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Israel's silent partner?

There may be common interests shared by Jerusalem and Riyadh, but there is no "alliance" on the horizon.
Saudi Foreign Minister Prince Saud al-Faisal speaks during a joint news conference with U.S. Secretary of State John Kerry (not pictured) in Riyadh November 4, 2013. Kerry on Monday played down any rift with Saudi Arabia, saying relations between the two countries were strategic and enduring and that both agreed negotiations were the only way to stop Syria's civil war. REUTERS/Faisal Al Nasser (SAUDI ARABIA - Tags: POLITICS) - RTX14ZTC
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One of the most interesting discussions currently underway in the Arab discourse pertains to how Israel and Saudi Arabia have increasingly similar interests. The two countries have never had a formal relationship, but they sometimes find themselves in the same boat. They are both close to Washington, but these days that relationship has chilled somewhat. They both have a common enemy, Iran, and a common ally, Egypt, which is both valuable and unstable. And each of them, in their own particular arenas, is fighting the threat posed by jihadist organizations.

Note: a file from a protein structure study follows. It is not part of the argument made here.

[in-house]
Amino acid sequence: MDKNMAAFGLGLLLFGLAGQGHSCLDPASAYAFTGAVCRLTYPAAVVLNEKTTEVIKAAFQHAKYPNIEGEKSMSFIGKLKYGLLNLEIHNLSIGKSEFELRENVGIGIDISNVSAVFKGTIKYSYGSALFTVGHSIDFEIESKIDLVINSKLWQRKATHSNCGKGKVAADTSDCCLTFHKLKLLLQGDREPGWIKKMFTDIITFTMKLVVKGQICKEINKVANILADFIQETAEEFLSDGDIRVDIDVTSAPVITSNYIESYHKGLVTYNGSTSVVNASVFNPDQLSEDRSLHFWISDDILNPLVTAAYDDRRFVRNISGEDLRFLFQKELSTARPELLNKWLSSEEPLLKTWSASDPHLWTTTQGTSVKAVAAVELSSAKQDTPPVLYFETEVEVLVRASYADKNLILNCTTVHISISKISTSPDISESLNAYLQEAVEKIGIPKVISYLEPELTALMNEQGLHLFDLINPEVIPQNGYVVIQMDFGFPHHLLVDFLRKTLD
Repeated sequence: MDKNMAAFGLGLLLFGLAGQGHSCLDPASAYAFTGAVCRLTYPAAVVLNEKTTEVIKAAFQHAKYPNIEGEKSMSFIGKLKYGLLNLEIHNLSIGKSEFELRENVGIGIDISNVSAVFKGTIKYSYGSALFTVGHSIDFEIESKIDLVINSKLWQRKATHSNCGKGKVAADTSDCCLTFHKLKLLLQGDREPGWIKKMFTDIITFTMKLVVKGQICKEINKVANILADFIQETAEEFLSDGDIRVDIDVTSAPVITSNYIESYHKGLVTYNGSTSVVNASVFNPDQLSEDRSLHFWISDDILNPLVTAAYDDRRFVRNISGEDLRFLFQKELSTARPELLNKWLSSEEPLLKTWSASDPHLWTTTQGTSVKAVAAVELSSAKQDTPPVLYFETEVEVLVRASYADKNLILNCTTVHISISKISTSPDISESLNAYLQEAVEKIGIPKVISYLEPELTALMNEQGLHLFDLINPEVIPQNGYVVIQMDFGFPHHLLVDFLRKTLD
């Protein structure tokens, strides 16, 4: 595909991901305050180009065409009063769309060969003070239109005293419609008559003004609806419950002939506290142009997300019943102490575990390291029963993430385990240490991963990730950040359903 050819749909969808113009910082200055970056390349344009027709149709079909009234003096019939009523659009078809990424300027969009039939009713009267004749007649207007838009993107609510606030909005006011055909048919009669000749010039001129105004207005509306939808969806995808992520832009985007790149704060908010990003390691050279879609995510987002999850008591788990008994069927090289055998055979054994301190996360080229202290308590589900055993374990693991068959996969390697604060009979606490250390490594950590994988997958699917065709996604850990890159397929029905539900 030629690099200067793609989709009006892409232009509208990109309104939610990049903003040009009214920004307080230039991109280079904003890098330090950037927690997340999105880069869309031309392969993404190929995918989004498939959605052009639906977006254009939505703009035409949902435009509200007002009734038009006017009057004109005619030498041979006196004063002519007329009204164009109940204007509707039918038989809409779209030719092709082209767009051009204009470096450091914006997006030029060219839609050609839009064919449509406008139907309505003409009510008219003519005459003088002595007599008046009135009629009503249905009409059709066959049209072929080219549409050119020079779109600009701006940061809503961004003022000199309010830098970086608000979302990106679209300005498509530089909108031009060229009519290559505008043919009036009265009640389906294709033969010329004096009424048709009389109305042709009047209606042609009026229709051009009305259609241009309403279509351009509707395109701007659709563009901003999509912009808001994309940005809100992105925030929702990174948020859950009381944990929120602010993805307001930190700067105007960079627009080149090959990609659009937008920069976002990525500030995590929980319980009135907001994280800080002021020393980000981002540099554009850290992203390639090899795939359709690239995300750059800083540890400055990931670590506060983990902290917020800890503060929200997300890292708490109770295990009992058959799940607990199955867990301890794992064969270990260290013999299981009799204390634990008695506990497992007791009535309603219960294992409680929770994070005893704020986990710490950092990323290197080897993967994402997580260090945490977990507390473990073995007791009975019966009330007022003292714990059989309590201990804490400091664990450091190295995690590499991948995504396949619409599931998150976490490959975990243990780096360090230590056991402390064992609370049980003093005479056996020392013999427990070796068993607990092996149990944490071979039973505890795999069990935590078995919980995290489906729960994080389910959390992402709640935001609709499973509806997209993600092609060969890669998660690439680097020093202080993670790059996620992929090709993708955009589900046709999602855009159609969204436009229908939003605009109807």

Have these common interests also stepped up the ladder to a level of secret cooperation between them? Rumors about this have been making the rounds for a few years now, both in Israel and elsewhere. During the Second Lebanon War, the foreign press published claims that the Saudis worked with Israel to coordinate the landing of planes with humanitarian aid at the Beirut airport, which was vulnerable to Israeli attacks. After the assassination of senior Hezbollah official Imad Mughniyeh in Damascus in February 2008, newspapers identified with Hezbollah professed that an Arab state had helped Israel carry out the assassination. As an avid supporter of the Palestinian struggle for independence, Saudi Arabia may have had good reasons to deny its contacts with Israel, but it had even better reasons to establish those contacts.

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